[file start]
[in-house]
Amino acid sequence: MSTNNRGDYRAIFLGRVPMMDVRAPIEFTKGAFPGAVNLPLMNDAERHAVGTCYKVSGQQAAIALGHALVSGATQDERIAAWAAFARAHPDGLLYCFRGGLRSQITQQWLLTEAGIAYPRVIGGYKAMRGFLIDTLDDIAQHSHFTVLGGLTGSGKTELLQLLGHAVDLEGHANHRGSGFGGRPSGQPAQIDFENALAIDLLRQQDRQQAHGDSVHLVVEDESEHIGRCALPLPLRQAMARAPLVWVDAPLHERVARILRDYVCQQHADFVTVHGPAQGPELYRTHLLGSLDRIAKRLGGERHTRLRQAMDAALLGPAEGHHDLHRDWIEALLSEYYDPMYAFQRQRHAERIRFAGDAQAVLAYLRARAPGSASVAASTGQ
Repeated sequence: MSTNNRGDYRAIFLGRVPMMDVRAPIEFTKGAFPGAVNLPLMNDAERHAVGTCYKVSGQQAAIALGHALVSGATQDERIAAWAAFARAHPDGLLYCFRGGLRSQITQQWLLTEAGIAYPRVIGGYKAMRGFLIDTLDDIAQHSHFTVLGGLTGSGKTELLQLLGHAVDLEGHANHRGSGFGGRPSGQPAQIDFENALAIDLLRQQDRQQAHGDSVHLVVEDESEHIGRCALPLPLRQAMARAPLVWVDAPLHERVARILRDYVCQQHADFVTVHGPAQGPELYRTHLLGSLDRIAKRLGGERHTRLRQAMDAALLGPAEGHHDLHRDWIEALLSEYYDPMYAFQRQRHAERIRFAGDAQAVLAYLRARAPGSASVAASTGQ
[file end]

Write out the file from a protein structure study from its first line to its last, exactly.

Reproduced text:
[in-house]
Amino acid sequence: MSTNNRGDYRAIFLGRVPMMDVRAPIEFTKGAFPGAVNLPLMNDAERHAVGTCYKVSGQQAAIALGHALVSGATQDERIAAWAAFARAHPDGLLYCFRGGLRSQITQQWLLTEAGIAYPRVIGGYKAMRGFLIDTLDDIAQHSHFTVLGGLTGSGKTELLQLLGHAVDLEGHANHRGSGFGGRPSGQPAQIDFENALAIDLLRQQDRQQAHGDSVHLVVEDESEHIGRCALPLPLRQAMARAPLVWVDAPLHERVARILRDYVCQQHADFVTVHGPAQGPELYRTHLLGSLDRIAKRLGGERHTRLRQAMDAALLGPAEGHHDLHRDWIEALLSEYYDPMYAFQRQRHAERIRFAGDAQAVLAYLRARAPGSASVAASTGQ
Repeated sequence: MSTNNRGDYRAIFLGRVPMMDVRAPIEFTKGAFPGAVNLPLMNDAERHAVGTCYKVSGQQAAIALGHALVSGATQDERIAAWAAFARAHPDGLLYCFRGGLRSQITQQWLLTEAGIAYPRVIGGYKAMRGFLIDTLDDIAQHSHFTVLGGLTGSGKTELLQLLGHAVDLEGHANHRGSGFGGRPSGQPAQIDFENALAIDLLRQQDRQQAHGDSVHLVVEDESEHIGRCALPLPLRQAMARAPLVWVDAPLHERVARILRDYVCQQHADFVTVHGPAQGPELYRTHLLGSLDRIAKRLGGERHTRLRQAMDAALLGPAEGHHDLHRDWIEALLSEYYDPMYAFQRQRHAERIRFAGDAQAVLAYLRARAPGSASVAASTGQ